The Nation's Health + [Nutrition]

Nutrition: Super size me in little bits and pieces

Healthcare

Alvin came into the office for consultation on his cholesterol values: LDL 198 mg/dl, HDL, 43 mg/dl, triglycerides 143 mg/dl. He says that he doesn't really try to choose healthy foods but he restricts his overall calorie intake by following the Weight Watcher's exchange approach.

Every morning, 7 days a week, Alvin eats a Sausage McMuffin for breakfast. He justified this by skipping lunch to make up for the 450 calories in the Sausage McMuffin, and not eating anything until dinner.

Can this work? Can you eat foods with unhealthy ingredients but make up the excessive calories by cutting back elsewhere?

The nutritional composition of McDonald's Sausage McMuffin includes 27 grams of total fat (10 gm saturated); 255 mg cholesterol; 950 mg sodium; 31 gm carbohydrate; 2 grams fiber. In other words, it's essentially the same as butter with sugar on it--pure fat, processed wheat, with little fiber or nutritive value.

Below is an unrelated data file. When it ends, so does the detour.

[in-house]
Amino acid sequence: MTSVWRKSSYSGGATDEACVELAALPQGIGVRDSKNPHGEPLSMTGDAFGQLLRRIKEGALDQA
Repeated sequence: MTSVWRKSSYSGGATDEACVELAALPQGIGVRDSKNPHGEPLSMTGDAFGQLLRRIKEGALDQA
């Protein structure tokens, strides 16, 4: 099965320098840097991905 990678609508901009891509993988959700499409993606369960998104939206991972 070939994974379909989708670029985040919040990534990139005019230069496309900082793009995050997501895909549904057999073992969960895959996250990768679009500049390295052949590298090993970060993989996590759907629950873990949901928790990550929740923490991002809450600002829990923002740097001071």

For Alvin, this is an extremely unhealthy way to eat. His lipid patterns are just the tip of the iceberg: multiple hidden factors are also at work to create heart disease, atherosclerosis in other territories outside the heart, diabetes, high blood pressure, and cancer.

I think the effects are not much different than what Morgan Spurlock achieved in his Super Size Me documentary, but in little bits and pieces. Eating at McDonald's "restaurants" three times a day yielded frightening changes in his lipids, liver function, kidney function, not to mention his appearance and the way he felt. Alvin is doing the same thing, though in less dramatic fashion.

I see this very frequently: people mimicking the experience of Spurlock, just a little at a time, with overindulgence in processed fats and starches.

When you seen a set of Mcdonald's golden arches (or any fast food restaurant, for that matter), run as fast as you can in the other direction. Such indulgences, even in small bits and pieces, still creates a mess of your health.